- Sonata for keyboard in C major, K. 420 (L. S2)
- Sonata for keyboard in F minor, K. 462 (L. 438)
- Sonata for keyboard in C major, K. 132 (L. 457)
- Sonata for keyboard in A major, K. 65 (L. 195)
- Fandango for keyboard in D minor, No 146
- Sonata for keyboard in G major, K. 144
- Sonata for keyboard in D major, K. 119 (L. 415)
- Sonata for keyboard in G minor, K. 426 (L. 128)
- Sonata for keyboard in C minor, K. 115 (L. 407)
- Sonata for keyboard in E major, K. 206 (L. 257)
- Sonata for keyboard in F sharp minor, K. 25 (L. 481)
- Sonata for keyboard in E flat major, K. 475 (L. 220)
- Sonata for keyboard in G minor, K. 30 (L. 499) ("The Cat's Fugue")
- Get it by Friday, August 25 , Order by 12:00 PM Eastern and choose Expedited Delivery during checkout.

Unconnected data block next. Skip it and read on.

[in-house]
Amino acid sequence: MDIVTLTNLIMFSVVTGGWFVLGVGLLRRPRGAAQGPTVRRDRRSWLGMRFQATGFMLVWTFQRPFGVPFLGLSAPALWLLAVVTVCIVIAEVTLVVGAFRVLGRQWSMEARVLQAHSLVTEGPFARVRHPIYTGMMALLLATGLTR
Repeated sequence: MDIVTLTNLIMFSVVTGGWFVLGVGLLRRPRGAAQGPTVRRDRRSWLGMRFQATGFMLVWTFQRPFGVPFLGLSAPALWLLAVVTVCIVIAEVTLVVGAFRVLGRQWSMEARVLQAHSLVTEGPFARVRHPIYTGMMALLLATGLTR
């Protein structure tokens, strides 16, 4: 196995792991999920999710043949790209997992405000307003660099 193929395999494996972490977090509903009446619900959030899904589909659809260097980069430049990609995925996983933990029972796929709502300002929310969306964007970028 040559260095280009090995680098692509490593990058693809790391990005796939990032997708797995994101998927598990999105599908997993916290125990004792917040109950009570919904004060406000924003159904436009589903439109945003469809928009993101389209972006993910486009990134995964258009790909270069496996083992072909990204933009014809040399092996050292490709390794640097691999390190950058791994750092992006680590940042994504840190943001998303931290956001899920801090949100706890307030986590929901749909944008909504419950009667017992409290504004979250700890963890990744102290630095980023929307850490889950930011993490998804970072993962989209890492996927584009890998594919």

One of the prime interpretive puzzles in the performance of Domenico Scarlatti's keyboard sonatas, which have as many performance styles as there are keyboardists, is the degree to which their characteristically Spanish elements ought to be emphasized. Those elements are certainly present in the music, but they can be presented as anything from subtle flavorings to fundamental creative inspiration. French harpsichordist Bertrand Cuiller, a student of Christophe Rousset and Pierre Hantaï, certainly falls near the latter end of the spectrum, and he has produced a Scarlatti recording that offers a great deal of visceral appeal. Playing an Italian-inspired harpsichord by the contemporary French builder Philippe Humeau, he punches out the rhythms with the left hand in the instrument's powerful lower register. First sample one of the quick sonatas, such as the "Keyboard Sonata in D minor, K. 115" (track 9), where the sharp rhythms and glittering descending lines in the right hand may easily bring to mind the crisp yet dramatic moves of a Spanish dancer. Then try one of the slower sonatas, where Cuiller's moody readings remind one of the old Romantic piano approaches, only played on the right instruments this time. Then proceed to the centerpiece, the great "Fandango" of Antonio Soler (track 5), which mounts in rhythmic excitement as it reaches a level of pure flamenco influence that Scarlatti never did , but that you hear lurking everywhere under the surface here. With the added bonuses of superb sound and a wonderful essay by art historian Denis Grenier on Goya's The Parasol, whose green umbrella is as Spanish and as utterly original as Scarlatti's music, this is an immensely satisfying one-disc Scarlatti/Soler release.